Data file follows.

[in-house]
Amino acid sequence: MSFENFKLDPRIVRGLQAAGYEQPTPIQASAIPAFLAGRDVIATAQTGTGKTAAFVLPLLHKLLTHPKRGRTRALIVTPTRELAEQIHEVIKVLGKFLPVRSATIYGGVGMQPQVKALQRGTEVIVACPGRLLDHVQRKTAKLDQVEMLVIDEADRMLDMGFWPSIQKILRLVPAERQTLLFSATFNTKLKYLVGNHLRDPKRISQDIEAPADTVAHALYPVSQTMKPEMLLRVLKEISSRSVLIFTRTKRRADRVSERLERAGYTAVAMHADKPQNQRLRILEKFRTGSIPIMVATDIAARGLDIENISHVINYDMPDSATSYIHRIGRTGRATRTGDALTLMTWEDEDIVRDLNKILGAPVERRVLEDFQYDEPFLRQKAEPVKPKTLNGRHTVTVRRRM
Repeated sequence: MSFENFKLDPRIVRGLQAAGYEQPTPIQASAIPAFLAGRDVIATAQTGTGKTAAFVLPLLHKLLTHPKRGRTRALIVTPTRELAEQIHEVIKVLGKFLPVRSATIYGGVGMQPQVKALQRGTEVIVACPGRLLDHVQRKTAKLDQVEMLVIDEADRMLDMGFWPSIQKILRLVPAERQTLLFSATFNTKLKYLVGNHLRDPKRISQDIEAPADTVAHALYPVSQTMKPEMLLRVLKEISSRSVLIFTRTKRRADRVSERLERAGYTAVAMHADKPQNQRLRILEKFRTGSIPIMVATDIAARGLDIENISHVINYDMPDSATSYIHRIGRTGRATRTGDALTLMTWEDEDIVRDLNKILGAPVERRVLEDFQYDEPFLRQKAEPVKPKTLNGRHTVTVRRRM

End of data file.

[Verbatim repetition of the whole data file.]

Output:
[in-house]
Amino acid sequence: MSFENFKLDPRIVRGLQAAGYEQPTPIQASAIPAFLAGRDVIATAQTGTGKTAAFVLPLLHKLLTHPKRGRTRALIVTPTRELAEQIHEVIKVLGKFLPVRSATIYGGVGMQPQVKALQRGTEVIVACPGRLLDHVQRKTAKLDQVEMLVIDEADRMLDMGFWPSIQKILRLVPAERQTLLFSATFNTKLKYLVGNHLRDPKRISQDIEAPADTVAHALYPVSQTMKPEMLLRVLKEISSRSVLIFTRTKRRADRVSERLERAGYTAVAMHADKPQNQRLRILEKFRTGSIPIMVATDIAARGLDIENISHVINYDMPDSATSYIHRIGRTGRATRTGDALTLMTWEDEDIVRDLNKILGAPVERRVLEDFQYDEPFLRQKAEPVKPKTLNGRHTVTVRRRM
Repeated sequence: MSFENFKLDPRIVRGLQAAGYEQPTPIQASAIPAFLAGRDVIATAQTGTGKTAAFVLPLLHKLLTHPKRGRTRALIVTPTRELAEQIHEVIKVLGKFLPVRSATIYGGVGMQPQVKALQRGTEVIVACPGRLLDHVQRKTAKLDQVEMLVIDEADRMLDMGFWPSIQKILRLVPAERQTLLFSATFNTKLKYLVGNHLRDPKRISQDIEAPADTVAHALYPVSQTMKPEMLLRVLKEISSRSVLIFTRTKRRADRVSERLERAGYTAVAMHADKPQNQRLRILEKFRTGSIPIMVATDIAARGLDIENISHVINYDMPDSATSYIHRIGRTGRATRTGDALTLMTWEDEDIVRDLNKILGAPVERRVLEDFQYDEPFLRQKAEPVKPKTLNGRHTVTVRRRM